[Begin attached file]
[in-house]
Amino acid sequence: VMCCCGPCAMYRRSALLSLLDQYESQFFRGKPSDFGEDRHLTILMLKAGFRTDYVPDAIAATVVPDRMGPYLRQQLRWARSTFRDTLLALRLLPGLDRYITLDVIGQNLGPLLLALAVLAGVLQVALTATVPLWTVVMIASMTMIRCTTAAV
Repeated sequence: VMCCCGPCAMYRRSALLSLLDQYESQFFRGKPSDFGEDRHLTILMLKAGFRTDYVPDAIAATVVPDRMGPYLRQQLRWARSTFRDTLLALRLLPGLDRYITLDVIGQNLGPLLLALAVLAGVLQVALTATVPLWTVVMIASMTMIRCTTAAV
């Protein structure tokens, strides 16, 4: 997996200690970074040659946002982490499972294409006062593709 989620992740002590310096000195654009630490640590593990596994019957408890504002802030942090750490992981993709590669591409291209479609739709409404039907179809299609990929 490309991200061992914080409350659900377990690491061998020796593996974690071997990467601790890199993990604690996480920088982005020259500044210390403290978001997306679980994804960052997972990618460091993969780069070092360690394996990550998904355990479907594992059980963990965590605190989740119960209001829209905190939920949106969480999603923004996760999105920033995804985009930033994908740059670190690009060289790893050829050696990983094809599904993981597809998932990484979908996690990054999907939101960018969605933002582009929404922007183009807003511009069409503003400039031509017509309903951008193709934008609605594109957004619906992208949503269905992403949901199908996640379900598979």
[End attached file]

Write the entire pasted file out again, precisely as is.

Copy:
[in-house]
Amino acid sequence: VMCCCGPCAMYRRSALLSLLDQYESQFFRGKPSDFGEDRHLTILMLKAGFRTDYVPDAIAATVVPDRMGPYLRQQLRWARSTFRDTLLALRLLPGLDRYITLDVIGQNLGPLLLALAVLAGVLQVALTATVPLWTVVMIASMTMIRCTTAAV
Repeated sequence: VMCCCGPCAMYRRSALLSLLDQYESQFFRGKPSDFGEDRHLTILMLKAGFRTDYVPDAIAATVVPDRMGPYLRQQLRWARSTFRDTLLALRLLPGLDRYITLDVIGQNLGPLLLALAVLAGVLQVALTATVPLWTVVMIASMTMIRCTTAAV
């Protein structure tokens, strides 16, 4: 997996200690970074040659946002982490499972294409006062593709 989620992740002590310096000195654009630490640590593990596994019957408890504002802030942090750490992981993709590669591409291209479609739709409404039907179809299609990929 490309991200061992914080409350659900377990690491061998020796593996974690071997990467601790890199993990604690996480920088982005020259500044210390403290978001997306679980994804960052997972990618460091993969780069070092360690394996990550998904355990479907594992059980963990965590605190989740119960209001829209905190939920949106969480999603923004996760999105920033995804985009930033994908740059670190690009060289790893050829050696990983094809599904993981597809998932990484979908996690990054999907939101960018969605933002582009929404922007183009807003511009069409503003400039031509017509309903951008193709934008609605594109957004619906992208949503269905992403949901199908996640379900598979």